However, I am conflicted about the efficacy of this method. Perhaps different technology would make the situation better. If students had the ability to type rather than just using their thumbs, they would complete work more quickly. Even so, using these tablets in class has become a double edged sword. It deserves more consideration before full implementation.

The 1:1 classroom good, bad or ugly?

The monkey selfie

The monkey selfie

Prompt:  Assume you have your first full time teaching job and the principal tells you that you’ve been selected to pilot the  “1 to 1 Project.”  What are your thoughts about the opportunities and challenges that  presents?

The good:

Integrating technology into the curriculum is pivotal in the process of making the classroom an extension of the real world. Students need to know how to use technology for success in social, professional and personal situations. To remove technology from the classroom would be detrimental to the validity of the class as it is no longer applicable or relatable to student’s everyday life. Additionally, students will be utilizing technology to further their education at home and as they go on to study at the university level, teaching them how to use it and how to use it successfully.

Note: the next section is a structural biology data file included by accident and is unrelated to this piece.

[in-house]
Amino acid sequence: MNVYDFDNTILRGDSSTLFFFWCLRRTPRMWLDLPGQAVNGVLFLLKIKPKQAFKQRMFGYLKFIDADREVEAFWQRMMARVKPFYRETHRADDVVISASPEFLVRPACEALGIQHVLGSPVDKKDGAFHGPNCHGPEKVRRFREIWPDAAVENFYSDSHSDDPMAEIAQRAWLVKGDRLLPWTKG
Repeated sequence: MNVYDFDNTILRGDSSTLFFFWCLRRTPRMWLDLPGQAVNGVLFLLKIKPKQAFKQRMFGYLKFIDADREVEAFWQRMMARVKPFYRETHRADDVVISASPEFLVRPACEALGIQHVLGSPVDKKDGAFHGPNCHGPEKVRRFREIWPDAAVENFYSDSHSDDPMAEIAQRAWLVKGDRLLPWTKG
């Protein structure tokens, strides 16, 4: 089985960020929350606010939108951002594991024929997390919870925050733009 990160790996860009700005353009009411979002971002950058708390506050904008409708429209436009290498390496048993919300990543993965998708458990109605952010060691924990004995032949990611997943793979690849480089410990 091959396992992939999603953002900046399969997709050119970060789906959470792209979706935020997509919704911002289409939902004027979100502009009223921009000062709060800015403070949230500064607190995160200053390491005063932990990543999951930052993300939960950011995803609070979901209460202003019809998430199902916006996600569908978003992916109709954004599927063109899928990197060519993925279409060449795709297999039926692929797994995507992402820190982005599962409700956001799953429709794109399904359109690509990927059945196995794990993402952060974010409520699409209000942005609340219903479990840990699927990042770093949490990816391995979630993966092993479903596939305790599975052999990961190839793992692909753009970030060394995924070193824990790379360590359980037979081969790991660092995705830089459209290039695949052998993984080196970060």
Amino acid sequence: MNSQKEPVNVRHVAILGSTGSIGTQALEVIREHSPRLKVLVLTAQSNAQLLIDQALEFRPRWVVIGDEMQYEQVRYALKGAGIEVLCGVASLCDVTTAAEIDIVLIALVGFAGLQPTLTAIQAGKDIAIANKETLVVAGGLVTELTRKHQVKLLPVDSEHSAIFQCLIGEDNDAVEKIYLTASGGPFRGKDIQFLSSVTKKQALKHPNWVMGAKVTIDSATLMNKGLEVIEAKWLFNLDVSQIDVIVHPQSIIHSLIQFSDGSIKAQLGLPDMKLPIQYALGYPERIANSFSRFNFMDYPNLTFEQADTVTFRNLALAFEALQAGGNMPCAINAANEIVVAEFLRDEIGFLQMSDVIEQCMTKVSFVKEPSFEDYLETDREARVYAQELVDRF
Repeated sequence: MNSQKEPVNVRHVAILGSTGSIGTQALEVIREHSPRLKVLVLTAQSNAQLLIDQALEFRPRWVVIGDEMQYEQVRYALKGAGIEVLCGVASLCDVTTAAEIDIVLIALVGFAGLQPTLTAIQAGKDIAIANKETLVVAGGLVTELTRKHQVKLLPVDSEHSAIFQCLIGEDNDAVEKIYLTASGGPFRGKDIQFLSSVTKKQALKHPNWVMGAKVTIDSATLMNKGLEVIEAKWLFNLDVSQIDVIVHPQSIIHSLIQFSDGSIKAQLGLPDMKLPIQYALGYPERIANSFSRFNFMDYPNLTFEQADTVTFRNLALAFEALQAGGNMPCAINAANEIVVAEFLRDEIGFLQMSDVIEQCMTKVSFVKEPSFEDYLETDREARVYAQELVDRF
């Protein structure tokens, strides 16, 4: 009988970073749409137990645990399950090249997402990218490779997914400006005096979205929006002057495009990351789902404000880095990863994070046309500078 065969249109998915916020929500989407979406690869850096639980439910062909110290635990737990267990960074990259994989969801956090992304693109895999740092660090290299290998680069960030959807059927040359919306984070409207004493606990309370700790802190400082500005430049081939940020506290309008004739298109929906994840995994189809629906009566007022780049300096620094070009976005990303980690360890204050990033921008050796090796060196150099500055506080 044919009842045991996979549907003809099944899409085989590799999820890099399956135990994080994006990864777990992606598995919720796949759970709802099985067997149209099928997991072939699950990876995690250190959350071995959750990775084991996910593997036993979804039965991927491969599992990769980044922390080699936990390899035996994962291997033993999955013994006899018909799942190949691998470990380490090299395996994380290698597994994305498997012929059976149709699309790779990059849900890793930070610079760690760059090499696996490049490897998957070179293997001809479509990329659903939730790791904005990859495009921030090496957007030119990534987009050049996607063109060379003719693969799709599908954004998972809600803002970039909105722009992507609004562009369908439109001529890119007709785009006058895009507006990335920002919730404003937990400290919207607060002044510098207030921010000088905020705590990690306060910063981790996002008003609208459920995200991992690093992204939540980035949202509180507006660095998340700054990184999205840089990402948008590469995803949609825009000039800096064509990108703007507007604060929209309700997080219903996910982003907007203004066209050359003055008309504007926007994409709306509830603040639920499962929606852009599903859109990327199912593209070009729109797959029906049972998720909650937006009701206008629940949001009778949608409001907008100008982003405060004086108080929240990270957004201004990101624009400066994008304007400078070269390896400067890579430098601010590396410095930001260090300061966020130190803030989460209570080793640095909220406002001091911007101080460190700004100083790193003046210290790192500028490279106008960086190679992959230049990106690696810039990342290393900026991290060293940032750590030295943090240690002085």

The bad:

In this era students spend most of their life staring at a screen between television, cell phones, computers, tablets, ipads, ibooks and video games. Spending too much time on the screen has proven harmful in some studies. One such study suggests that too much screen time can cause brain damage while others have shown a relationship between excessive screen time and an inability to read other people’s emotions. (NPR) As an educator I have to ask myself if it is wise to add to their already excessive screen time.

The ugly:

While I believe that classroom management should never prevent an educator from teaching important content, providing students with their own electronic device to use during class can be a nightmare. Even the best students can get sucked into the never ending fun that is animal memes and celebrity gossip. Students can access inappropriate content, illegally download movies (including classic western films) in your classroom and on your watch. Ipads and laptops with cameras provide the perfect opportunity for class selfies. While these may seem like harmless distractions that can be handled by consistent classroom management, it can prevent students from getting to the heart of the lesson that could be delivered in a more productive manner.